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Financial Literacy: Credit and Debt
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Financial Literacy: Credit and Debt

Credit and debt, while related, are not the same thing. Credit is your ability to take on debt, while debt is a loan or the amount you owe creditors. Having good credit is key to getting good rates when you need to borrow money, which can help your bottom line. But understanding what you can do to impact your credit and how debt can impact you may help you the most in the long run.

Your credit score

When you apply for any type of loan – credit card, home equity line of credit, student loan, mortgage – the lender looks at your credit to determine how likely you are to pay it back. Your credit score is how they evaluate this.

The most widely used score is the FICO® Score. Unlike a credit report, which is simply a record of your loans, balances, and payment history, your credit score is a number generated after evaluating five factors in your credit report. FICO doesn’t provide all the details on how they calculate your credit score but do offer a breakdown of what they consider and how they weight each area.

Source: FICO

The role of credit bureaus in your credit

There are three major credit bureaus that house your credit data  – Equifax, Experian, and TransUnion. Lenders look to the bureaus for information on how you handle your loans before lending you money, and they provide them information on how you handle the loan they gave you. The lenders can choose to report to any, all, or none of the bureaus, which is why your credit report and scores often vary slightly between the three.

Credit accounts, or the types of debt you can take on

Revolving is often the most common type of credit account people have. It is a type of credit line that people can borrow from freely up to a cap, i.e. credit limit. Most often, only minimum payments are required each month and balances can be carried over from month to month. If you pay the entire balance at the end of the month, no interest is charged. Credit cards are a type of revolving credit accounts.

Installment loans are for a set amount of money, which is provided all at once. It has a predetermined end date and monthly installment payments. You can not borrow more money from an installment loan. Mortgages, student loans, auto loans, and personal loans are all types of installment loans.

An open credit account or charge card is the least common account type. Charge card accounts allow borrowers to use as much credit as needed. They often don’t have credit limits, but the entire balance must be paid at the end of the month.

Loans can be unsecured or secured with collateral, like your home or car. The benefit of a secured loan is lower interest rates or in the case of bad credit, the ability to get a loan. The drawback, however, is if you are unable to repay your loan, you could lose your collateral.

Similarly, loans can have a fixed or variable rate.

Generally, a mix of credit accounts is better for your credit score, but paying your accounts on time and not using all the credit you have available, i.e., credit utilization is more important to keep your score high.

The better your credit, the better your options

FICO scores range from 300 to 850. Generally, anything over 740 is considered very good and will get the best rates and terms from lenders.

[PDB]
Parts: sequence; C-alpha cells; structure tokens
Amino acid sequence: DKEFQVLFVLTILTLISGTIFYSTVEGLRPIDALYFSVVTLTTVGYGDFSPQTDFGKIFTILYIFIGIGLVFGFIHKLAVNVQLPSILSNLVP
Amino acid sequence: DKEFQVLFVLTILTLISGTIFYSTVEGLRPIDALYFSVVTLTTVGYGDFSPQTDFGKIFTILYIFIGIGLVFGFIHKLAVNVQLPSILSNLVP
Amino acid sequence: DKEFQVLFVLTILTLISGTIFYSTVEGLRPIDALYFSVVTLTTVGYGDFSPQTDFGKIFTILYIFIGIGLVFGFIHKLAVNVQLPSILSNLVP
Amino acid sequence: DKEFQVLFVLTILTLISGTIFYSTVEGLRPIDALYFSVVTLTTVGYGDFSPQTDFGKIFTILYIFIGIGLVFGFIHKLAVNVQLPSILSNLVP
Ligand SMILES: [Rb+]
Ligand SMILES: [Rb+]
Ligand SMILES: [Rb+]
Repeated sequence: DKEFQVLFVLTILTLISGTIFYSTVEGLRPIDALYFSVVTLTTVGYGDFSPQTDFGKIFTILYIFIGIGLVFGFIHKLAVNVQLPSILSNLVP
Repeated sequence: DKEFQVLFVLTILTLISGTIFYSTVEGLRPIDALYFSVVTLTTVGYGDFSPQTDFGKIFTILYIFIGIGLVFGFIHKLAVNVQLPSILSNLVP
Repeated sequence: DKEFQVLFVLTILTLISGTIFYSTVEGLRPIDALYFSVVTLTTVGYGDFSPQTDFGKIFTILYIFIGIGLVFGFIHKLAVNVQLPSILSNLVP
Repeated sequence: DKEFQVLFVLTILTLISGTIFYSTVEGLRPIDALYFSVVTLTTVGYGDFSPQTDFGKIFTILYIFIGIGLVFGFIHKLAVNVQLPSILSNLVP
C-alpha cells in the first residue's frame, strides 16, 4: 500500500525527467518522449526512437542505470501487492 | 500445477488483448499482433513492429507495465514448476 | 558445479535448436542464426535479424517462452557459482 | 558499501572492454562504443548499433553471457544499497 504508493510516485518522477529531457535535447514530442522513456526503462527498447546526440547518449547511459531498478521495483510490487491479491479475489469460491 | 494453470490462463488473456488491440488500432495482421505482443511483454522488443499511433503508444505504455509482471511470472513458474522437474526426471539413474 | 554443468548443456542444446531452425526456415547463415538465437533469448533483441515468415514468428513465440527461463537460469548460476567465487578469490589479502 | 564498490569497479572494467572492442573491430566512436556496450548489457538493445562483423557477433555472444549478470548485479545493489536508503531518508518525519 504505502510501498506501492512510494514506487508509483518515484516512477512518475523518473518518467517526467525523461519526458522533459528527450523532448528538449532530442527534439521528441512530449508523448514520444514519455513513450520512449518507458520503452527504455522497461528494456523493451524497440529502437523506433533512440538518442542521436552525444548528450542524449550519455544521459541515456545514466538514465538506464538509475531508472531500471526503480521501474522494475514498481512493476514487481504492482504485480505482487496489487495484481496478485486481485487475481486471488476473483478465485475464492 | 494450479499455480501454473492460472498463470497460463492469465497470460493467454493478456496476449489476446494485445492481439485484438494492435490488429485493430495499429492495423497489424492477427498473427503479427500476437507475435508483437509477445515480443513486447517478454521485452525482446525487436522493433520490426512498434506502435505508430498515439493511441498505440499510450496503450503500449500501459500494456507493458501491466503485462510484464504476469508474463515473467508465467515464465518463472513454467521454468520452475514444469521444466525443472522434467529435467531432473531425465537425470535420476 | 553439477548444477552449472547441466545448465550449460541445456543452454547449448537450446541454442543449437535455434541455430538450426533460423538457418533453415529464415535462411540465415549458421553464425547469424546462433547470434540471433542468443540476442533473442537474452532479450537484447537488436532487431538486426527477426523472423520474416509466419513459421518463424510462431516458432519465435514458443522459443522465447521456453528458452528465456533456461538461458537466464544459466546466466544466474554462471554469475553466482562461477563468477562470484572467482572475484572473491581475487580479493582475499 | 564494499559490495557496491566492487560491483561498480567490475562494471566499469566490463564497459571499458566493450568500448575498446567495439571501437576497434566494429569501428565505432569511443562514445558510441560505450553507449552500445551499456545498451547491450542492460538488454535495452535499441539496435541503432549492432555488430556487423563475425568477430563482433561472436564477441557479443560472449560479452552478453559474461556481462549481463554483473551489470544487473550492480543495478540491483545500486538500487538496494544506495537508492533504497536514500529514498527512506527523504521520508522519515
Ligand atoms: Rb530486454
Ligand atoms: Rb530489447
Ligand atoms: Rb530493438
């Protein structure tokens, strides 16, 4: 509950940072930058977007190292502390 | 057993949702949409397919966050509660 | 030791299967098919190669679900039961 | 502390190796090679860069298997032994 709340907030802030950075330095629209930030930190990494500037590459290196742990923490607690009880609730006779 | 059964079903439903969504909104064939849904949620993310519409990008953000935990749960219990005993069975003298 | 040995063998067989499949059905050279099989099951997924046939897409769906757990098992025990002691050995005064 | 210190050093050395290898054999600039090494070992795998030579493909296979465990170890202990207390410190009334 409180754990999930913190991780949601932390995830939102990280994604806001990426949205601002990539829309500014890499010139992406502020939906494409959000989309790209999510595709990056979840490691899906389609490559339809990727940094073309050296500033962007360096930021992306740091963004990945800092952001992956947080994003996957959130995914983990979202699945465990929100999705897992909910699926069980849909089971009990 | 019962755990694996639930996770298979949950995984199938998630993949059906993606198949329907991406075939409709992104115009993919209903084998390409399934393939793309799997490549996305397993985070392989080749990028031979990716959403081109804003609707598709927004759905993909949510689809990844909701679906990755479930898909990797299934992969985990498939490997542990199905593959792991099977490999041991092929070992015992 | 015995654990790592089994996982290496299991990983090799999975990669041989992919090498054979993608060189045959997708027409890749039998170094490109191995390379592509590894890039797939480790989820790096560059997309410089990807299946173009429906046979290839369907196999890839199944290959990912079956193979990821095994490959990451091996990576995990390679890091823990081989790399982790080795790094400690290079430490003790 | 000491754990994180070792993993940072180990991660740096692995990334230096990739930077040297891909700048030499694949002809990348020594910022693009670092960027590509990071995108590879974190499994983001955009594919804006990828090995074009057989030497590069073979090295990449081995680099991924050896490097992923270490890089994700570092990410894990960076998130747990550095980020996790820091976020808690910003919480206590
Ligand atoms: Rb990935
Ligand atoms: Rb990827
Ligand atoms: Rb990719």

Source: Experian

Now that you know more about credit, do you know what your score is?

These days, accessing your credit score is quite easy. You can go straight to myFICO and get full access to your credit reports and scores from the three credit bureaus, but you will have to pay. Many credit cards offer access to your credit score as a free service to their customers, and there are a number of websites and apps, such as Credit Sesame and Credit Karma, that allow you to check both your credit report and score for free.

How do you improve a credit score?

Achieving and maintaining a good credit score takes time, effort and a little know-how. Here are some key things you can do to help raise and maintain a good credit score.

  • Get and stay current on your payments

  • Keep balances low on credit cards and other revolving credit

  • Don’t close unused credit cards, even if you’ve consolidated and aren’t using the cards anymore

  • Don’t open new cards you don’t need

  • If you’re rate shopping for a loan, submit your applications in the same time period.

Find a complete list of tips at myFICO.

Using your credit to get a loan

Homes, cars, college, and projects – loans are available to get the things you want and need when you don’t want to tap into savings or you just can’t afford them. However, just because you qualify for a loan doesn’t mean you should get one. There is such a thing as good debt and bad debt, and you should carefully consider your situation before borrowing money.

What makes “good” debt?

We consider good debt to be more like an investment. If the loan will help you earn more money or purchase something that appreciates in value, it’s good debt. Mortgages, student loans, and even some loans used for home improvement can be considered “good” debt.

If you’ve put the work in to raise and keep a good credit score, you’re in a great position to get a loan when you need it. Lenders want to work with you and will give you the best deal.

Things to remember about credit and debt

  • Credit is never the same as cash.

  • Debt can happen to anyone. Anyone.

  • Yes, you can have too many credit cards.

  • Closing credit cards can actually hurt your credit.

  • Not all debt is created equal.

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